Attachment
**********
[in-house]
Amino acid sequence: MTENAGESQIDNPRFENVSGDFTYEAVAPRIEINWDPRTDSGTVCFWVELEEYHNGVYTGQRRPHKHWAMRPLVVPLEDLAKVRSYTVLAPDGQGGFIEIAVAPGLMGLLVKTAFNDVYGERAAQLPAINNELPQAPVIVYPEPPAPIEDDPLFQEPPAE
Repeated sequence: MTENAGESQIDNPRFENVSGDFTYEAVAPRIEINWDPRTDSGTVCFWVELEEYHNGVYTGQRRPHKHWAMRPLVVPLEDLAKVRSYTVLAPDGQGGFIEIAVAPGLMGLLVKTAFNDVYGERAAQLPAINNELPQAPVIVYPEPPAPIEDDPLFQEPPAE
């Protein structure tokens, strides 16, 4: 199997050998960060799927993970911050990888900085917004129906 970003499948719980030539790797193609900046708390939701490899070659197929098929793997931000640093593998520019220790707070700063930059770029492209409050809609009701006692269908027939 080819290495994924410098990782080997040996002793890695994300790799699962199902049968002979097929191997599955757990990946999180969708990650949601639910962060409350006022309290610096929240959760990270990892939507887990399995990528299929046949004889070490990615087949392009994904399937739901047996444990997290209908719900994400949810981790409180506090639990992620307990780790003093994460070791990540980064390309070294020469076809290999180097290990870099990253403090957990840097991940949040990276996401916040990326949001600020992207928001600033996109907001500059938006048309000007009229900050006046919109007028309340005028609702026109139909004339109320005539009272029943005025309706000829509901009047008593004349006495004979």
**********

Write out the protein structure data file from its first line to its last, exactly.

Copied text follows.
[in-house]
Amino acid sequence: MTENAGESQIDNPRFENVSGDFTYEAVAPRIEINWDPRTDSGTVCFWVELEEYHNGVYTGQRRPHKHWAMRPLVVPLEDLAKVRSYTVLAPDGQGGFIEIAVAPGLMGLLVKTAFNDVYGERAAQLPAINNELPQAPVIVYPEPPAPIEDDPLFQEPPAE
Repeated sequence: MTENAGESQIDNPRFENVSGDFTYEAVAPRIEINWDPRTDSGTVCFWVELEEYHNGVYTGQRRPHKHWAMRPLVVPLEDLAKVRSYTVLAPDGQGGFIEIAVAPGLMGLLVKTAFNDVYGERAAQLPAINNELPQAPVIVYPEPPAPIEDDPLFQEPPAE
């Protein structure tokens, strides 16, 4: 199997050998960060799927993970911050990888900085917004129906 970003499948719980030539790797193609900046708390939701490899070659197929098929793997931000640093593998520019220790707070700063930059770029492209409050809609009701006692269908027939 080819290495994924410098990782080997040996002793890695994300790799699962199902049968002979097929191997599955757990990946999180969708990650949601639910962060409350006022309290610096929240959760990270990892939507887990399995990528299929046949004889070490990615087949392009994904399937739901047996444990997290209908719900994400949810981790409180506090639990992620307990780790003093994460070791990540980064390309070294020469076809290999180097290990870099990253403090957990840097991940949040990276996401916040990326949001600020992207928001600033996109907001500059938006048309000007009229900050006046919109007028309340005028609702026109139909004339109320005539009272029943005025309706000829509901009047008593004349006495004979």